“One game changes everything.”
And just like that, the USA is done.
Is the US performance in the 2006 World Cup the most disappointing follow-up performance since George Lucas inflicted Jar Jar Binks on the world? (Photo courtesy of Lucas Film)
After their stellar–and somewhat shocking–showing in the 2002 World Cup, expectations were high for the US squad in 2006. This was supposed to be the “next step” for the US program. We were supposed to show the world that the US deserved respect on the pitch–where it must be earned.
US arrogance in international political affairs has made us the easy target for player haters around the world, but good showing on an equal playing field would prove that 2002 was no fluke and would have forced even the most anti-American critics to recognize the talent of our soccer team.
In short: The US proved the critics right by failing to deliver on their promise.
Perhaps they read their own press, perhaps they believed the hype, perhaps they were over-confident, perhaps they were unprepared, perhaps the coaching was over-calculated, perhaps the players were non-plussed by their assignments…or perhaps the refs were biased against the USA**
Perhaps, perhaps, perhaps.
The following are irrefutable facts regarding the USA’s “performance” in the 2006 World Cup:
1) They phoned it in:
The US got punched in the face in game one, losing 3-0 to a Czech team that failed to produce another goal in the round–and we never recovered. Unlike the Miami Heat, which stared down a 3 games to none hole in the face, overcoming a ten point fourth quarter deficit with less than six minutes to play in the 4th quarter of game 3 in the NBA Finals, the U.S. team looked defeated from five minutes into the entire tournament when Czech striker Jan Koller headed a Zdenek Grygera cross into the net. No one “stepped-up” to lead the team to victory. All the experience on the pitch might have contributed to the team’s lackadaisical, listless output; They never made sustained drives to score goals–a moment here, a shot there, crosss bars, and off sides calls–but nothing like what you see from the winning teams like Germany, Spain, Argentina…et al. Teams whose players swarm into the box, storm the goal and produce winners–they finish because they set themselves up time and time again.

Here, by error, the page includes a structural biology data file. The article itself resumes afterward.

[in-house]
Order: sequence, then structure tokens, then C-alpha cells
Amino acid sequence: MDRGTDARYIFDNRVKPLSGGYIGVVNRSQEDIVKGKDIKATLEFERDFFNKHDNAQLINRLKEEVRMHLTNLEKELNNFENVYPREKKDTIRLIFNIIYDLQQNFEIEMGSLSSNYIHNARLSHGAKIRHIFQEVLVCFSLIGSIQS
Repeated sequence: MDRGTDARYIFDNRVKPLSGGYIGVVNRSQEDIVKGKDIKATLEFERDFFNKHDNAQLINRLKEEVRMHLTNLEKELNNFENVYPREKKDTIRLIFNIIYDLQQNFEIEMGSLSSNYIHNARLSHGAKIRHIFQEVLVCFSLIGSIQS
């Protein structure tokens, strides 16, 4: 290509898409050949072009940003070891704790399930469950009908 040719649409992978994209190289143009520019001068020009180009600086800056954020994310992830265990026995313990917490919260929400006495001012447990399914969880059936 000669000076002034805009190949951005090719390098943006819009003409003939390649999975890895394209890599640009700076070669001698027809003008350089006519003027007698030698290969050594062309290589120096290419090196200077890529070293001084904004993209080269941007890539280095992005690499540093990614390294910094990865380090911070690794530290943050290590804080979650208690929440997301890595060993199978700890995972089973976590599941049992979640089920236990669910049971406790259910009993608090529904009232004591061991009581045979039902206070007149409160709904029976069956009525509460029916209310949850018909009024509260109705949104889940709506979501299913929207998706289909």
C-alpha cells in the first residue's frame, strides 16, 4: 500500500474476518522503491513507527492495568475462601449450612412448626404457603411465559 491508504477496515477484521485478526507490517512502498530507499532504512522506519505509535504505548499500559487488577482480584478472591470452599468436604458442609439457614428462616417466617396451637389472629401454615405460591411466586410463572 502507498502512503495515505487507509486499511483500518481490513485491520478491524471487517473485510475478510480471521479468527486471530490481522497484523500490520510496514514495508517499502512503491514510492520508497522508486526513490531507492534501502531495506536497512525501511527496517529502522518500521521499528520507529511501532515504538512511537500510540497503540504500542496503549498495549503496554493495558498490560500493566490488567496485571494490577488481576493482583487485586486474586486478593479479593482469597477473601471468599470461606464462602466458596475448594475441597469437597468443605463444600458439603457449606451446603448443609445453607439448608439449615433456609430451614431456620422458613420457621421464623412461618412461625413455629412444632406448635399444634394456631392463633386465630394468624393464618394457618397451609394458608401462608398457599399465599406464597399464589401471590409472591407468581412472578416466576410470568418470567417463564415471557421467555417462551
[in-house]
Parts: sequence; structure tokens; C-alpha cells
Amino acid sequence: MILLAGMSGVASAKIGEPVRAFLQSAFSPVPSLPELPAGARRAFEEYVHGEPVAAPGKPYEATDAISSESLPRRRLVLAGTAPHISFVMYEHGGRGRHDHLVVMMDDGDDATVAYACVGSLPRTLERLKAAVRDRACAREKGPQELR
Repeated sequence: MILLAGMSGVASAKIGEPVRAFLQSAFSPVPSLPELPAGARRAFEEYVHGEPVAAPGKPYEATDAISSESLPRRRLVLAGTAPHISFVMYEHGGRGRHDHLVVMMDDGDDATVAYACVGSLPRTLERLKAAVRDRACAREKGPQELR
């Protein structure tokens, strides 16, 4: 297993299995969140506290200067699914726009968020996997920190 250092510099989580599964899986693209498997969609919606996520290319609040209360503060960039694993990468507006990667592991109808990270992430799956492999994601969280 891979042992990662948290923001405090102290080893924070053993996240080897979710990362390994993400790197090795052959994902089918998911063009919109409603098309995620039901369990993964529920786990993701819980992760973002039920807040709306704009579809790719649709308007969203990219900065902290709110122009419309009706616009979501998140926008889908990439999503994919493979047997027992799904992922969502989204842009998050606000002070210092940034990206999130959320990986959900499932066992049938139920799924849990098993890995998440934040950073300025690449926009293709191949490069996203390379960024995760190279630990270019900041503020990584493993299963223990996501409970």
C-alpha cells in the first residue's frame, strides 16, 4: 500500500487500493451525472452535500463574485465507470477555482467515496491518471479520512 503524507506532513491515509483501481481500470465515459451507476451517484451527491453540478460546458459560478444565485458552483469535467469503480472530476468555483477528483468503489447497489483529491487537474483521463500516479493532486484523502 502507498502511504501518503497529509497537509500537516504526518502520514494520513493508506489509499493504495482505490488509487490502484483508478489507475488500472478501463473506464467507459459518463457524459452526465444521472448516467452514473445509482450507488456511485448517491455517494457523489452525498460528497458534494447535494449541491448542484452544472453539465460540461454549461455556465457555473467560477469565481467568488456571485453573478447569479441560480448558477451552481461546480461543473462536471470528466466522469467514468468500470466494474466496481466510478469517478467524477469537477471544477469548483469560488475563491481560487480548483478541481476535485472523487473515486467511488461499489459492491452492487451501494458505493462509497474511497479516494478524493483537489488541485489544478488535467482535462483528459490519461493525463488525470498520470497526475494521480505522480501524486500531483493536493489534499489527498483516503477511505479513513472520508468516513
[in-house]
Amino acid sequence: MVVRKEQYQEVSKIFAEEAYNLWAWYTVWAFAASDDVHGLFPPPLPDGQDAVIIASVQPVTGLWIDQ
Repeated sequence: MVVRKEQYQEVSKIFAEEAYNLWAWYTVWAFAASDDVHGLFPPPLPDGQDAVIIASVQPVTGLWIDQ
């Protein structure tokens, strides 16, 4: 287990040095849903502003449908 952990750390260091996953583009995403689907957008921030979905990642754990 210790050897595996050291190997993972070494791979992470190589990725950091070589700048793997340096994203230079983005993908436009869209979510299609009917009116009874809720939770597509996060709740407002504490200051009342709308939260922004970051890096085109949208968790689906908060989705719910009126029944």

Who needs the world when you can play for the MLS Cup? (Image: Courtesy DC United)
With the exception of some gritty-as-hell second half defending with 9 men on the pitch in the second half of the Italy match (holding a superior team to a draw) and a few minutes of desperation play in the waning moments of the Ghana match, the team played flat–instead of stepping onto the International stage of the World Cup, like they were in the friendly exhibition stages…or worse, like they were lining up for US club match play. Good thing the U.S. “stars” can come home and get back to the “serious” business of winning an MLS Cup.
I would not have been surprised had Arena gone Budd Dwyer at his post game press conference.
(Image: Gary Miller / ©Associated Press)
2) Bruce Arena should resign after his team’s embarassing showing in Germany
He was outcoached, his team looked unprepared, his players looked confused (because many of them were playing out of their “natural” position?), the team couldn’t put together a sustained offensive performance (because they were playing a a defensive scheme with only one forward?), and the team couldn’t play from behind (they played the entire tourney on their heels, looking content to play not to lose, rather than attacking the goal with the relentless passion it takes to win). The team lacked urgency–their play was lackluster, conservative and boring. Now they can sit at home, with the rest of us, and watch creative teams, that wanted it more, like Ghana, play in the knock-out rounds.
A lesson in what happens to those with no heart: Dorothy kisses the Tin Man goodbye.(Photo: Courtesy of MGM)
3) The US played with no heart.
The USA’s most inspired and talented players showed no creativity, imagination, nor heart. I hate to say this–especially given Brian McBride’s bloody, gritty effort vs. Italy. But in short, there were many players on the squad who were ineffective or, disastrous. 3 in particular deserve to be called out: Landon Donovan, Claudio Reyna and DaMarcus Beasley (who in all fairness made a nice pass to set up the only U.S. goal in the tourney–a brilliant finish by Clint Dempsey).
4) This ranks as one of the worst US showings in World Cup history
No matter the excuses or explanations, the US scored only one goal in three matches (the goal vs. Italy was an “own goal”). The US managed only a single point (for their tie vs. Italy) in the first round.
The U.S. World Cup will not runnneth over.
It is not half empty.
Nor is it half full.
It’s off the table.
**Two red cards vs. Italy? A ticky tack penalty kick vs. Ghana? The officials blew more calls than a Vegas hooker. The officiating didn’t cost the US the tourney–say the way bad calls cost the Seahawks the Superbowl–but they certainly didn’t help. The US was playing poorly enough to lose all on their own. Sans bad calls.